Smoke and Mirrors (Stealth Paper 1)
First published: 20th June 2011 | Dr. Alexander Clarke and Dr. Arrigo Veligcogna
This work is an examination of the effects of stealth on naval warfare, and whether stealth aircraft represent an insurmountable threat to ships, as is propagated by its supporters.
“Warfare is the art of the deceit”
If what is said above is true, stealth technology is perhaps the ultimate deceit. In the last couple of decades this new component has been added principally to the air threat, and in fact the stealth plane has almost obtained the status of a ‘must have component’ for any nation which feels it should be taken seriously. However, many people’s appreciation of stealth technology differ. In fact the views expressed in the media vary from treating it as some sort of black magic against whom there is no defence, to a condescending appreciation of “it just a passing evolution and soon countermeasures will be widespread”. The opinion of the authors is that as always in appreciating new technology the threat has been both overblown and underestimated, and, as far as naval forces are concerned, has never been appreciated in full. It is thus time, in the light of progressing technology and the debate about air defence of large task forces, to try to assess the realities of the situation.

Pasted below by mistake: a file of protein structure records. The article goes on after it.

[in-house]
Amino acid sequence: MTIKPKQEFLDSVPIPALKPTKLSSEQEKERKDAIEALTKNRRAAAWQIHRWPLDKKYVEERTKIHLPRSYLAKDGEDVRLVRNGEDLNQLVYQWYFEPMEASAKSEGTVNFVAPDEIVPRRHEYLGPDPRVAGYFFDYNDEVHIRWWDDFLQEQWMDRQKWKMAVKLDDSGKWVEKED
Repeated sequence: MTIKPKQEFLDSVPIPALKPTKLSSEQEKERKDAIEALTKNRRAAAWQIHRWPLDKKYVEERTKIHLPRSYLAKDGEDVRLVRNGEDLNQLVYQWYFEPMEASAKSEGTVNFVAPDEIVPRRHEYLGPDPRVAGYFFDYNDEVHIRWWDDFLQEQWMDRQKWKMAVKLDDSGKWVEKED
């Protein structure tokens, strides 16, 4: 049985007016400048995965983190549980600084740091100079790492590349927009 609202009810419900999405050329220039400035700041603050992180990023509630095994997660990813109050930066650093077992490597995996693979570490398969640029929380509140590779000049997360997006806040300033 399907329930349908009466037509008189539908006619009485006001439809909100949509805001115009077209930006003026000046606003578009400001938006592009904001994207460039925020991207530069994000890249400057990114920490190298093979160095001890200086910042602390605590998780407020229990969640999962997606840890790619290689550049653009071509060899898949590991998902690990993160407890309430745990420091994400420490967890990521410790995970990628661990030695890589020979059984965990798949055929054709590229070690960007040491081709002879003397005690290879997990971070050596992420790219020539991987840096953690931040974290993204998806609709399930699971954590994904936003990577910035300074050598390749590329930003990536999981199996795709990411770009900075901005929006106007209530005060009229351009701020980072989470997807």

First of all Stealth is not a sort of cloaking technology imported from a well known science fiction series or Harry Potter. Stealth aircraft do not suddenly and magically disappear. Nor for that matter do stealth ships. Stealth technology is the art of reducing the radar reflection of a given target (air, ground or sea based) to a level that it can be confused with the background reflections. This is rather like submarines that use their differing methods of movement through the sea to reduce their exposure to detection. Land, birds, sometimes even clouds reflect radar emission with a variable level of intensity. With the increase in sensitivity of radar receivers, more and more of those unwanted signals were received and displayed. To reduce the ‘false’ alarms this could generate, computed and special software were incorporated into the radar units to reduce the clutter and filter unwanted reflections; and relieve some of the pressure from the operators. To do all this the Software had to have criteria. So, for example, in earlier systems smaller reflections were completely filtered out, threshold detection levels were introduced. These were based on both the dimension of the radar reflection, the Radar Cross Section (RCS) of a given object and speed.
To both counter and take advantage of these new radar technologies various ideas were considered. The primary effort has been directed in reducing the chances of a successful detection. That has resulted in ‘stealth’, the technology which is designed to reduce the RCS of an object until it is ignored by the radar themselves, and thus probably never even shown to the operator. Usually it works on two principles: dispersion of the radar signal away from the receiver and absorption of the radar signal to reduce the reflection strength. Both approaches use a combination of radar absorbing materials and angled or curved surfaces to accomplish their objective. Older platforms, like the now retired F-117A were using mainly the first principle, creating a distinctive angled look; whilst follow up projects, such as the B-2, F-22, F-35 and X-47 UCAV opted for emphasizing the second with completely different results.